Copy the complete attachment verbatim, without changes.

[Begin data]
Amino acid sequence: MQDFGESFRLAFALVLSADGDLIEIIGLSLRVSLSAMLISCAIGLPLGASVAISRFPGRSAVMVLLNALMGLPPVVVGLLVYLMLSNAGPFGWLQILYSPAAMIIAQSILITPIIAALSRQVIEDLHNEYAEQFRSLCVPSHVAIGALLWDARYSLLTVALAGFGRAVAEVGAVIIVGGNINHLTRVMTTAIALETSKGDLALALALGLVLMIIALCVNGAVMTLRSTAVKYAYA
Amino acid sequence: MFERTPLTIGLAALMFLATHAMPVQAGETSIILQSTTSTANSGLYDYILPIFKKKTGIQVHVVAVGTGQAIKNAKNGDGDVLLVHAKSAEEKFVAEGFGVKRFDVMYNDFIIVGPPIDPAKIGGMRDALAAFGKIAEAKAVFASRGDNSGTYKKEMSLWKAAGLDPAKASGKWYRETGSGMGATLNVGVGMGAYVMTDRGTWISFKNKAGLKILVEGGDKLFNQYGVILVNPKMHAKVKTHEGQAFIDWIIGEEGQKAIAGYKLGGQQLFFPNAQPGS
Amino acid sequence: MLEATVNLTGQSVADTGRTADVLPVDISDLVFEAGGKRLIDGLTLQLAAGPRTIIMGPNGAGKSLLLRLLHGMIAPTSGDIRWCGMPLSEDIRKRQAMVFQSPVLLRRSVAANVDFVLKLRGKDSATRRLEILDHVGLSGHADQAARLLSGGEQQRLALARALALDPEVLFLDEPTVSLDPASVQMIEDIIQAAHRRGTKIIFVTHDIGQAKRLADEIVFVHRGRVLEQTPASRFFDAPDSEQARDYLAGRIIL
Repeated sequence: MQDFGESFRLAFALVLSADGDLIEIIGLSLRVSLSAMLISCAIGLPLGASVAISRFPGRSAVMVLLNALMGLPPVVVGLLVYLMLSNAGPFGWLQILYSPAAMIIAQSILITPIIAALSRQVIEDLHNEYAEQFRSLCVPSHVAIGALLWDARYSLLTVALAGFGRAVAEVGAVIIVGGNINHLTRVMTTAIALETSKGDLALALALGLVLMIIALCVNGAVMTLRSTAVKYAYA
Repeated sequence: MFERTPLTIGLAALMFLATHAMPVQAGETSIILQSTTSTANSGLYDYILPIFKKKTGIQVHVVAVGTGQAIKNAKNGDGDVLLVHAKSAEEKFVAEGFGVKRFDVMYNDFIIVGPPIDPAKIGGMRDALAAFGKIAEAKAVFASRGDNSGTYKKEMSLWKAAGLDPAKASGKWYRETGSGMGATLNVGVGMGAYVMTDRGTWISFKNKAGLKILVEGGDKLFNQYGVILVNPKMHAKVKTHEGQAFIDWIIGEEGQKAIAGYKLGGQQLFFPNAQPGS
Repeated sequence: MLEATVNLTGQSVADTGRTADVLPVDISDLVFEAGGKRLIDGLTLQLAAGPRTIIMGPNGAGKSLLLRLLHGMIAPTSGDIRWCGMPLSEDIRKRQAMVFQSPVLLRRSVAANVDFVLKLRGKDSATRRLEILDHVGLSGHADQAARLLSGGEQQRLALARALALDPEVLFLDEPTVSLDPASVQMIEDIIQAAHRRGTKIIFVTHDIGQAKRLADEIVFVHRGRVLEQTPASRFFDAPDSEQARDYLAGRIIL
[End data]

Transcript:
Amino acid sequence: MQDFGESFRLAFALVLSADGDLIEIIGLSLRVSLSAMLISCAIGLPLGASVAISRFPGRSAVMVLLNALMGLPPVVVGLLVYLMLSNAGPFGWLQILYSPAAMIIAQSILITPIIAALSRQVIEDLHNEYAEQFRSLCVPSHVAIGALLWDARYSLLTVALAGFGRAVAEVGAVIIVGGNINHLTRVMTTAIALETSKGDLALALALGLVLMIIALCVNGAVMTLRSTAVKYAYA
Amino acid sequence: MFERTPLTIGLAALMFLATHAMPVQAGETSIILQSTTSTANSGLYDYILPIFKKKTGIQVHVVAVGTGQAIKNAKNGDGDVLLVHAKSAEEKFVAEGFGVKRFDVMYNDFIIVGPPIDPAKIGGMRDALAAFGKIAEAKAVFASRGDNSGTYKKEMSLWKAAGLDPAKASGKWYRETGSGMGATLNVGVGMGAYVMTDRGTWISFKNKAGLKILVEGGDKLFNQYGVILVNPKMHAKVKTHEGQAFIDWIIGEEGQKAIAGYKLGGQQLFFPNAQPGS
Amino acid sequence: MLEATVNLTGQSVADTGRTADVLPVDISDLVFEAGGKRLIDGLTLQLAAGPRTIIMGPNGAGKSLLLRLLHGMIAPTSGDIRWCGMPLSEDIRKRQAMVFQSPVLLRRSVAANVDFVLKLRGKDSATRRLEILDHVGLSGHADQAARLLSGGEQQRLALARALALDPEVLFLDEPTVSLDPASVQMIEDIIQAAHRRGTKIIFVTHDIGQAKRLADEIVFVHRGRVLEQTPASRFFDAPDSEQARDYLAGRIIL
Repeated sequence: MQDFGESFRLAFALVLSADGDLIEIIGLSLRVSLSAMLISCAIGLPLGASVAISRFPGRSAVMVLLNALMGLPPVVVGLLVYLMLSNAGPFGWLQILYSPAAMIIAQSILITPIIAALSRQVIEDLHNEYAEQFRSLCVPSHVAIGALLWDARYSLLTVALAGFGRAVAEVGAVIIVGGNINHLTRVMTTAIALETSKGDLALALALGLVLMIIALCVNGAVMTLRSTAVKYAYA
Repeated sequence: MFERTPLTIGLAALMFLATHAMPVQAGETSIILQSTTSTANSGLYDYILPIFKKKTGIQVHVVAVGTGQAIKNAKNGDGDVLLVHAKSAEEKFVAEGFGVKRFDVMYNDFIIVGPPIDPAKIGGMRDALAAFGKIAEAKAVFASRGDNSGTYKKEMSLWKAAGLDPAKASGKWYRETGSGMGATLNVGVGMGAYVMTDRGTWISFKNKAGLKILVEGGDKLFNQYGVILVNPKMHAKVKTHEGQAFIDWIIGEEGQKAIAGYKLGGQQLFFPNAQPGS
Repeated sequence: MLEATVNLTGQSVADTGRTADVLPVDISDLVFEAGGKRLIDGLTLQLAAGPRTIIMGPNGAGKSLLLRLLHGMIAPTSGDIRWCGMPLSEDIRKRQAMVFQSPVLLRRSVAANVDFVLKLRGKDSATRRLEILDHVGLSGHADQAARLLSGGEQQRLALARALALDPEVLFLDEPTVSLDPASVQMIEDIIQAAHRRGTKIIFVTHDIGQAKRLADEIVFVHRGRVLEQTPASRFFDAPDSEQARDYLAGRIIL